We’re in the midst of the next greatest generation in the media. This can’t be good.
We’ve seen the likes of Luke Russert – remember him? - and Jenna Bush invade the airwaves at NBC. Russert was supposed to be the voice of his generation for NBC News. I’m not sure whether or not that’s still happening. He seems to have disappeared. Jenna Bush apparently does some kind of reporting for The Today Show on NBC. I think she’s still there.
What these two bring to their positions other than their family name is beyond me but I didn’t hire them and as you can tell, I don’t watch them on NBC. Like everything to do with television, it’s about ratings, building your audience and doing whatever you need to do to beat the other guys so you can charge your advertisers more money for your commercial airtime.
None of this explains a new book on sale this week, titled The Trump Card: Playing to Win in Work and Life. The author is the 27-year-old daughter of Donald Trump, Ivanka.
I’ve watched the Nightline interview with Ivanka, and read two excerpts from the book. She is smart, no doubt about it. From the very start, she acknowledges her privilege, her advantages, her status, her family’s wealth, her connections and the fact that she entered the real estate business, the same business both her father and grandfather had built and excelled in for generations. This is how she addresses it:
“Yes, I've had the great good fortune to be born into a life of wealth and privilege, with a name to match. Yes, I've had every opportunity, every advantage. And yes, I've chosen to build my career on a foundation built by my father and grandfather, so I can certainly see why an outsider might dismiss my success in our family business as yet another example of nepotism.”
She acknowledges this all over again when she recalls her post-college plans: “I had a clear idea of what I wanted to do and how to accomplish it. I also had an edge: there’s no denying that my family name, first-class education, and top-tier contacts gave me a bit of leg-up, a Trump card if you will but I’m also a firm believer in making your own luck and the most of your opportunities.”
That’s clever, right? How can we object to her, now that she has acknowledged everything we’re all thinking? How honest and refreshing! How disarming and self-deprecating – if you can call what she wrote deprecating – of her!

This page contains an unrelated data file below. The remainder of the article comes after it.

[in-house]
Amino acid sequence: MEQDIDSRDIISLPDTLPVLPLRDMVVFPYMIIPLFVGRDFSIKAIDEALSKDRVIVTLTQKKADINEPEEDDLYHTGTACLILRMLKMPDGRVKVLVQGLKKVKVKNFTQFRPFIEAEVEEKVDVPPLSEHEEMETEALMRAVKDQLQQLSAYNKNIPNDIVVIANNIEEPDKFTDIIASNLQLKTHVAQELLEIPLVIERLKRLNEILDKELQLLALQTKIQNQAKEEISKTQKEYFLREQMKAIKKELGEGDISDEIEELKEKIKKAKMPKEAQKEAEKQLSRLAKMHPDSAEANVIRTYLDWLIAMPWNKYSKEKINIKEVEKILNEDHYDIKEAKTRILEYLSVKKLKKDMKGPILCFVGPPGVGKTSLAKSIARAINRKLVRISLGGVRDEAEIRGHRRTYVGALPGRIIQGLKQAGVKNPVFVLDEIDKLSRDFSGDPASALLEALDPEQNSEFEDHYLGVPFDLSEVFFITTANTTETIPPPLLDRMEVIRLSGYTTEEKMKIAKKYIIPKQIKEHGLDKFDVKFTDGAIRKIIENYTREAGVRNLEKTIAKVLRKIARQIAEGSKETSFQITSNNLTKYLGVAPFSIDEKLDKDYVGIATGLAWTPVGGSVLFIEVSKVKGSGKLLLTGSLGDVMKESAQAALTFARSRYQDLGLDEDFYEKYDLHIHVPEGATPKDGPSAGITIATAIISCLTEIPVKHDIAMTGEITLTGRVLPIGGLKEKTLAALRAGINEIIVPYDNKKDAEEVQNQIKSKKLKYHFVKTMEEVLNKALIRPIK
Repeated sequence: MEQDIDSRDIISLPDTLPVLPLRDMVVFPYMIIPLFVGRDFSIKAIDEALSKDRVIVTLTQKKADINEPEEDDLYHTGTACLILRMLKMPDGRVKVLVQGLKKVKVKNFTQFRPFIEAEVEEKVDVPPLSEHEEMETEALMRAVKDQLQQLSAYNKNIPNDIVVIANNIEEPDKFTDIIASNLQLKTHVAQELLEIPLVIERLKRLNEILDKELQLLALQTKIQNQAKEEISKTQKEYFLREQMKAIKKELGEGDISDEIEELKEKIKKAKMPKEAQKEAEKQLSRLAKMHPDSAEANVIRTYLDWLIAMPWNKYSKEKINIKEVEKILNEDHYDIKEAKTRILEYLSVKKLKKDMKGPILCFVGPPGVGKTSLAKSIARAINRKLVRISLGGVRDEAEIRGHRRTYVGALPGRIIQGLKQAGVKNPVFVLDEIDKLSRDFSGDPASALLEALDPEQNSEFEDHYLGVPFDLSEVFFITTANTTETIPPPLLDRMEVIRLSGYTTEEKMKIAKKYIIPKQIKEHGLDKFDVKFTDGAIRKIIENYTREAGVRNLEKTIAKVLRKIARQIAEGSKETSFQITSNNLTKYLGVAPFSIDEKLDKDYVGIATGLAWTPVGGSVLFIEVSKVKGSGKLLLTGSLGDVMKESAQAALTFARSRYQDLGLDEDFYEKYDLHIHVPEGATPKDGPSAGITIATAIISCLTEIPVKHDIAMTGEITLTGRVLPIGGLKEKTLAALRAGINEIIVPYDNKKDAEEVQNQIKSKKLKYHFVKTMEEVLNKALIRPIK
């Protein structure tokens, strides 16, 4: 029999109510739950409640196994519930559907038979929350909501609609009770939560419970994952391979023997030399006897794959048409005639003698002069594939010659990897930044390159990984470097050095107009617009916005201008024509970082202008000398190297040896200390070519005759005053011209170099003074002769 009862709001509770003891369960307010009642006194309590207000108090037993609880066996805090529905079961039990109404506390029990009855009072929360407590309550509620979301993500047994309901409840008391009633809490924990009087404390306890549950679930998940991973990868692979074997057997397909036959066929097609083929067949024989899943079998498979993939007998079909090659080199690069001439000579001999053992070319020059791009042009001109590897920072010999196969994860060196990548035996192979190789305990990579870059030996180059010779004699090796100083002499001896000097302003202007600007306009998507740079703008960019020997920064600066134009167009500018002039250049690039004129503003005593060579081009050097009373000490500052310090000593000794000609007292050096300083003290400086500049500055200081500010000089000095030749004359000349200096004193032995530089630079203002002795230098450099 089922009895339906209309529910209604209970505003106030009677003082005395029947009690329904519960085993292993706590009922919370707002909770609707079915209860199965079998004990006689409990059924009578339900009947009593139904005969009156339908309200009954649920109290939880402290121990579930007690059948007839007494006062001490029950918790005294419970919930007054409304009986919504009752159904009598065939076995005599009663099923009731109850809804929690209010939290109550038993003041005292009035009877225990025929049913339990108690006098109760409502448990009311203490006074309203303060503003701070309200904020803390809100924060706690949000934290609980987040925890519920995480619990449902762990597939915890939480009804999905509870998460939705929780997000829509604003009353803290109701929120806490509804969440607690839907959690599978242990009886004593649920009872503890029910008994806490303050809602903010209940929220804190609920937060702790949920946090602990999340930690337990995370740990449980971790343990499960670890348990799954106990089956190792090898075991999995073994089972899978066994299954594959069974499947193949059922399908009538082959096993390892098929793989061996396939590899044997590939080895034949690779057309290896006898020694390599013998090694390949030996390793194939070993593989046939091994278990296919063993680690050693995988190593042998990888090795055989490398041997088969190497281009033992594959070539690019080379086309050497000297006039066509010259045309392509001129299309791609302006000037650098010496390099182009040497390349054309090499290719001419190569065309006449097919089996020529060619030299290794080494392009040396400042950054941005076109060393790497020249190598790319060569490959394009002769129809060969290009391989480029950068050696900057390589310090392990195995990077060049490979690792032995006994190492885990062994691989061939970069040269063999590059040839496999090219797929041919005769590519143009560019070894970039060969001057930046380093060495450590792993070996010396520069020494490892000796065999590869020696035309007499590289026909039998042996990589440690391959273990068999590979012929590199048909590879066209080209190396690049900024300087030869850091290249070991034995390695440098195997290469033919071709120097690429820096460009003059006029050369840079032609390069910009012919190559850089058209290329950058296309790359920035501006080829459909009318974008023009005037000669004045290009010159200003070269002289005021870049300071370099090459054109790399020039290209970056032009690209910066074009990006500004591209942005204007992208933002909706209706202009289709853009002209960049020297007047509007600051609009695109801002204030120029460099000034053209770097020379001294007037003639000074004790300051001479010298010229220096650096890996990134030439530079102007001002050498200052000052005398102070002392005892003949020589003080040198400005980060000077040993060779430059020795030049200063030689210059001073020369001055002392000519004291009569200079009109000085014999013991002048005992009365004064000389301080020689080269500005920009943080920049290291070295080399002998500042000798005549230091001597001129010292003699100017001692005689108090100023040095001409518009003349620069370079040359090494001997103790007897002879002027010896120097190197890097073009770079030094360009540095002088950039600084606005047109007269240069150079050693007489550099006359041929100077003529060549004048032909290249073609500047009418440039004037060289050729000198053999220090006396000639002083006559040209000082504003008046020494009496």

On the other hand, I read sections that reveal just how a life of privilege colors your view of something as universal as a job interview. Words of advice from Ivanka about your interview skills: “It’s not about the school you went to, what you majored in, what your GPA was, or who your parents happen to be or know.”
You’re joking, right? I’ve been on lots of job interviews in my life and not once did I ever worry that the interview would turn into a monologue about who my parents happen to be and who they know. Not once. Never happened. But thanks for the tip!
Ivanka also describes the process she uses to overcome the preconceived notions others might have about her because of her background. It’s pretty simple, actually:
“Get over it. It's the same message I used to give to myself whenever I spent too much time worrying what people would think of me or how I'd risen to my position in the company or what attributes I brought to the table. I'd catch myself agonizing along these lines and think, Just get over it, Ivanka. Or, It's not your problem, it's theirs. After all, I eventually realized, we've all got our own baggage. Whatever we do, whatever our backgrounds, we've all had some kind of advantage somewhere along the way. Some break that might have gone to someone else. Some edge or inside track we couldn't have counted on.”
Examining this entire statement would just about wear me out and make me want to weep so I’d like to focus on just one thought here: “Whatever we do, whatever our backgrounds, we’ve all had some kind of advantage somewhere along the way.”
Hmmm. Whatever we do, whatever our backgrounds, we’ve all had some kind of advantage somewhere along the way. I need to break that down and since this is primarily supposed to be a business book, I’ll focus on that:
Whatever we do…: no matter what job you have, what career you’re pursuing, what specialized skill you possess, be it plumbing, farming, toll-taking or performing brain surgery, you all had some kind of advantage somewhere along the way.
Whatever our backgrounds…: whether you are the daughter of a blue collar family in western Pennsylvania or the daughter of an international real estate mogul in Manhattan; the son of an illiterate father and poorly educated mother in West Virginia or the son of an international real estate mogul in Manhattan, you all had some kind of advantage somewhere along the way.
Once again, the message for us is unmistakable: “…we’ve all some kind of advantage somewhere along the way.” I asked my husband to share the advantage he had along the way. He’s thinking about it and said he’ll let me know. I’m still thinking, too.
Let's face it. Ivanka is pretty, she's a household name thanks to her father and her appearances on his television show and she seems fairly grounded. At the very least, we didn't have to witness her devoting herself to some kind of lawless, rudderless "wild days" a la Paris Hilton. I suppose writing a book about success in work and life isn't the worst thing she could do. I only hope she's donating her advance and any subsequent earnings to charity. Maybe someone on the receiving end of that contribution will realize a couple of "advantages" as a result, somewhere along the way.